While Vladimir Putin has been president and prime minister of Russia, the Kremlin has deployed the security services to intimidate the political opposition, reassert the power of the state, and carry out assassinations overseas. At the same time, its agents and spies were put beyond public accountability and blessed with the prestige, benefits, and legitimacy lost since the Soviet collapse.
The security services have played a central— and often mysterious—role at key turning points in Russia during these tumultuous years: from the Moscow apartment house bombings and theater siege, to the war in Chechnya and the Beslan massacre. The security services are not all-powerful; they have made clumsy and sometimes catastrophic blunders. But what is clear is that after the chaotic 1990s, when they were sidelined, they have made a remarkable return to power, abetted by their most famous alumnus, Putin.
The epic tale of the rise to power of Russia's current president—the only complete biography in English – that fully captures his emergence from shrouded obscurity and deprivation to become one of the most consequential and complicated leaders in modern history, by the former New York Times Moscow bureau chief.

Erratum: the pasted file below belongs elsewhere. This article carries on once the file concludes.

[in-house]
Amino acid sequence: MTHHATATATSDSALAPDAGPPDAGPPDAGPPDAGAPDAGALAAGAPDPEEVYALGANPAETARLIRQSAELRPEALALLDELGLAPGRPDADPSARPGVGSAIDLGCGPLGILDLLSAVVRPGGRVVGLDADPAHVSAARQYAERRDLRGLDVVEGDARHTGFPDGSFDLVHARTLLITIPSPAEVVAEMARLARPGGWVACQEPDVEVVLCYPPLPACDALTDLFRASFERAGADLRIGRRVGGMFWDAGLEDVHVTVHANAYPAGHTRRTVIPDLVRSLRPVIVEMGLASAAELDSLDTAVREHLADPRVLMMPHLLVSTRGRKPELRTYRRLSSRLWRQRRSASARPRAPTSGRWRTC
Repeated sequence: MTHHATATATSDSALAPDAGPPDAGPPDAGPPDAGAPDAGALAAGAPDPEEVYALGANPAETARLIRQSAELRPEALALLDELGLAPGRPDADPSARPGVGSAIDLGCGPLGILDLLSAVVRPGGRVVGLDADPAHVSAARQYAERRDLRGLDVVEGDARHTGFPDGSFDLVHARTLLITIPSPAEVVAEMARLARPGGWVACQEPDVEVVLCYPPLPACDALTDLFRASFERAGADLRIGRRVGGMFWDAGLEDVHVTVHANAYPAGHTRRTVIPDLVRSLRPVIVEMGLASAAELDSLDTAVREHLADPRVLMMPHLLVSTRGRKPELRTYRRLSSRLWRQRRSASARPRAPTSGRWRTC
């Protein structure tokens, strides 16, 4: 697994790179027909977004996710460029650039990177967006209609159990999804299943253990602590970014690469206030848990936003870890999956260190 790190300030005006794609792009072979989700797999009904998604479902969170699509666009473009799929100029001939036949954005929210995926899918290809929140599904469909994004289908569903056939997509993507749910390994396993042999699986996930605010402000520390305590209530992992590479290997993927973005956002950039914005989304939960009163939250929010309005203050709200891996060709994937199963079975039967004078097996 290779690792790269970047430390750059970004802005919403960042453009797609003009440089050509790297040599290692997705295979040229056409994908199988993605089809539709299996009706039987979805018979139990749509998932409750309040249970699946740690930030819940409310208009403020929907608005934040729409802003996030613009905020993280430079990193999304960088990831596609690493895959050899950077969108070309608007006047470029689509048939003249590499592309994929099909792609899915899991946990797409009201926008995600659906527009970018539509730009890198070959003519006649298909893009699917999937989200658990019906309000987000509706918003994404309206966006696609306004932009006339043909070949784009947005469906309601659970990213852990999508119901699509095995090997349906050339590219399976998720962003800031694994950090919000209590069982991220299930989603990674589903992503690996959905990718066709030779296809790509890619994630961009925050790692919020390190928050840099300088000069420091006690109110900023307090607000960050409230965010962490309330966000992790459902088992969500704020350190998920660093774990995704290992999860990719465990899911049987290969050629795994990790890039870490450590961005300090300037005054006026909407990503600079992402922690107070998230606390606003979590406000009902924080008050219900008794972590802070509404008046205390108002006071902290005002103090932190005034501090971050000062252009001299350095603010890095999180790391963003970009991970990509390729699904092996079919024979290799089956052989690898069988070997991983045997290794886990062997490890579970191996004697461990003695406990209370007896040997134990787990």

In a gripping narrative of Putin’s rise to power as Russia’s president, Steven Lee Myers recounts Putin’s origins—from his childhood of abject poverty in Leningrad, to his ascension through the ranks of the KGB, and his eventual consolidation of rule. Along the way, world events familiar to readers, such as September 11th and Russia’s war in Georgia in 2008, as well as the 2014 annexation of Crimea and the ongoing conflict in Ukraine, are presented from never-before-seen perspectives.
This book is a grand, staggering achievement and a breathtaking look at one man’s rule. On one hand, Putin’s many reforms—from tax cuts to an expansion of property rights—have helped reshape the potential of millions of Russians whose only experience of democracy had been crime, poverty, and instability after the fall of the Soviet Union. On the other hand, Putin has ushered in a new authoritarianism, unyielding in his brutal repression of revolts and squashing of dissent. Still, he retains widespread support from the Russian public.
The New Tsar is a narrative tour de force, deeply researched, and utterly necessary for anyone fascinated by the formidable and ambitious Vladimir Putin, but also for those interested in the world and what a newly assertive Russia might mean for the future.